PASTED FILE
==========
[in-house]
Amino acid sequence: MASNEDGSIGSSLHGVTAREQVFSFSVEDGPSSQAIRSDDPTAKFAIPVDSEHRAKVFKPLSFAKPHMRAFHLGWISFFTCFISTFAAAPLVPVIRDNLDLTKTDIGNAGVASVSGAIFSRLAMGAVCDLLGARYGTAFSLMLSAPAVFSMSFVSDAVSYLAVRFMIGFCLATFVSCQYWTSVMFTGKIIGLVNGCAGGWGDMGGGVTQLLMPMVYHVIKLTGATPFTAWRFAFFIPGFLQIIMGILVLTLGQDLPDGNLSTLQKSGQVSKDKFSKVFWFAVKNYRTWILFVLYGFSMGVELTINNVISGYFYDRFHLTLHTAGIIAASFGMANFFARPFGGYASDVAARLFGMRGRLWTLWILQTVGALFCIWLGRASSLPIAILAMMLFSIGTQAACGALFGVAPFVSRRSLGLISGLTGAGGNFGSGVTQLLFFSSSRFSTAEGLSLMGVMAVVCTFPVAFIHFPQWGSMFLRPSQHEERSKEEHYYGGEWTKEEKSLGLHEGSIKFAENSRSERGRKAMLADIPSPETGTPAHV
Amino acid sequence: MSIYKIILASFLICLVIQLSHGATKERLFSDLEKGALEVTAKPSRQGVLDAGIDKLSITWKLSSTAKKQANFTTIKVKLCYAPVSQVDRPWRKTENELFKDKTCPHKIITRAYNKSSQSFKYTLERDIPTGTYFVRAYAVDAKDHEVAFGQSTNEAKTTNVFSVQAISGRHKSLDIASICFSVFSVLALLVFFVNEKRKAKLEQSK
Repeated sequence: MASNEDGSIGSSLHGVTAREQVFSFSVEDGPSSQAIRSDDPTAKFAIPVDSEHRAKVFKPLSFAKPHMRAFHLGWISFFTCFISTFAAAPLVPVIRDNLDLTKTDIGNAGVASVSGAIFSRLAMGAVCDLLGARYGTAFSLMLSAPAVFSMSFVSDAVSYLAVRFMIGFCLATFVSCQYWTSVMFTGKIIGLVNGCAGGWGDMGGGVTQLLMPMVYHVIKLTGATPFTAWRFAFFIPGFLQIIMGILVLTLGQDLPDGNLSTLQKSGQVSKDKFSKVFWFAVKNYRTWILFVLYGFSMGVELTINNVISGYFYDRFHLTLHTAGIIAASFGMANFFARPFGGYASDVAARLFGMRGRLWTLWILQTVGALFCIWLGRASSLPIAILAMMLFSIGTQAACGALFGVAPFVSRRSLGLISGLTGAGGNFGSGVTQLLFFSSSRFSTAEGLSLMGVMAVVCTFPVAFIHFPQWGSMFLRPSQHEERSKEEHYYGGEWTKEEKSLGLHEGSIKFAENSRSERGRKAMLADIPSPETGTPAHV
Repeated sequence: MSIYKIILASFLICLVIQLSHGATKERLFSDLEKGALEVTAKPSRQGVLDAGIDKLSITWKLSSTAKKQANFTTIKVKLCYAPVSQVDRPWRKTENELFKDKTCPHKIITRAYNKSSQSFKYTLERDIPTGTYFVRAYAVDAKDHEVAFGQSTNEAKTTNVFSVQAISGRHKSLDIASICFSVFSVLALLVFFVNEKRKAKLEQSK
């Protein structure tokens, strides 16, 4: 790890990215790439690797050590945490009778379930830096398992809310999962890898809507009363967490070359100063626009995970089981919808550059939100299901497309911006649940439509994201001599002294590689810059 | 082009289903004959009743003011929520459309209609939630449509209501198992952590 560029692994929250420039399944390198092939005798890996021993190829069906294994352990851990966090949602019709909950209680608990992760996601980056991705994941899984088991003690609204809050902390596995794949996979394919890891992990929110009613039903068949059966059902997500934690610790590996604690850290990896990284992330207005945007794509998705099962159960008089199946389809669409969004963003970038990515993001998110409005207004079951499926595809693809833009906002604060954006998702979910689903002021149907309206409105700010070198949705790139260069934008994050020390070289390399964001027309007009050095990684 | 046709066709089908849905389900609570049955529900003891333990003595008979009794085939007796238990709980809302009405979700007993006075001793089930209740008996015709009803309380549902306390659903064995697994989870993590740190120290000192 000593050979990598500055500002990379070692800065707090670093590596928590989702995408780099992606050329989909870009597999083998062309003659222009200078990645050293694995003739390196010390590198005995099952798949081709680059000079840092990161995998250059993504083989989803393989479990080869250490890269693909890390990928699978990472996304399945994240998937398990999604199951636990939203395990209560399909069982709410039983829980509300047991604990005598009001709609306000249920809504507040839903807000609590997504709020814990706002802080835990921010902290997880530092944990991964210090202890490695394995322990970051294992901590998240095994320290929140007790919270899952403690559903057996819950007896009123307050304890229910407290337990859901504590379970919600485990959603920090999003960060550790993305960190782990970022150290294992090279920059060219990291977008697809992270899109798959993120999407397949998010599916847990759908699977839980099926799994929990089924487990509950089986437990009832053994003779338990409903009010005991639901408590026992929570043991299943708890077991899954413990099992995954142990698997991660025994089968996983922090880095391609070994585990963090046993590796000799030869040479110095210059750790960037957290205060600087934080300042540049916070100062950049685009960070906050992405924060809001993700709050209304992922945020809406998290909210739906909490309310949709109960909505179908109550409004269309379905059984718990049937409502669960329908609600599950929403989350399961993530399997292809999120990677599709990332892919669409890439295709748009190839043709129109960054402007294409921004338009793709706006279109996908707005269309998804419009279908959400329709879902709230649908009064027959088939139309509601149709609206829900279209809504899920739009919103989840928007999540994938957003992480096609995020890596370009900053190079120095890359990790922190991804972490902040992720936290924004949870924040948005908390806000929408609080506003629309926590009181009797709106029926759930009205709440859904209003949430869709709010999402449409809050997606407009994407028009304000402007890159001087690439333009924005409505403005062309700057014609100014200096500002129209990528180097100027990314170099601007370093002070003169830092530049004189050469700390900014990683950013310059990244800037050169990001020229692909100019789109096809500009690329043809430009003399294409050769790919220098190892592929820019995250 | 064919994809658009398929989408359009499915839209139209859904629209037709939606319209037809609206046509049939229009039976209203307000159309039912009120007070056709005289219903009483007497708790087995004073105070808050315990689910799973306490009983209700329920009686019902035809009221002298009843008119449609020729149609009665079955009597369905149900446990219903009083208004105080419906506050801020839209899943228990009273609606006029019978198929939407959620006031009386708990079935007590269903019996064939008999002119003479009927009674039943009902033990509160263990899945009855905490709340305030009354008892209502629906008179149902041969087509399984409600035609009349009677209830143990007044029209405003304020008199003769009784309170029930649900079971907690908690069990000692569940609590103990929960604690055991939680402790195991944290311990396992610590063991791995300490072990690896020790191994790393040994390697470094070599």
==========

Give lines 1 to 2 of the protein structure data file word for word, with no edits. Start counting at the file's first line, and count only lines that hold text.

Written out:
[in-house]
Amino acid sequence: MASNEDGSIGSSLHGVTAREQVFSFSVEDGPSSQAIRSDDPTAKFAIPVDSEHRAKVFKPLSFAKPHMRAFHLGWISFFTCFISTFAAAPLVPVIRDNLDLTKTDIGNAGVASVSGAIFSRLAMGAVCDLLGARYGTAFSLMLSAPAVFSMSFVSDAVSYLAVRFMIGFCLATFVSCQYWTSVMFTGKIIGLVNGCAGGWGDMGGGVTQLLMPMVYHVIKLTGATPFTAWRFAFFIPGFLQIIMGILVLTLGQDLPDGNLSTLQKSGQVSKDKFSKVFWFAVKNYRTWILFVLYGFSMGVELTINNVISGYFYDRFHLTLHTAGIIAASFGMANFFARPFGGYASDVAARLFGMRGRLWTLWILQTVGALFCIWLGRASSLPIAILAMMLFSIGTQAACGALFGVAPFVSRRSLGLISGLTGAGGNFGSGVTQLLFFSSSRFSTAEGLSLMGVMAVVCTFPVAFIHFPQWGSMFLRPSQHEERSKEEHYYGGEWTKEEKSLGLHEGSIKFAENSRSERGRKAMLADIPSPETGTPAHV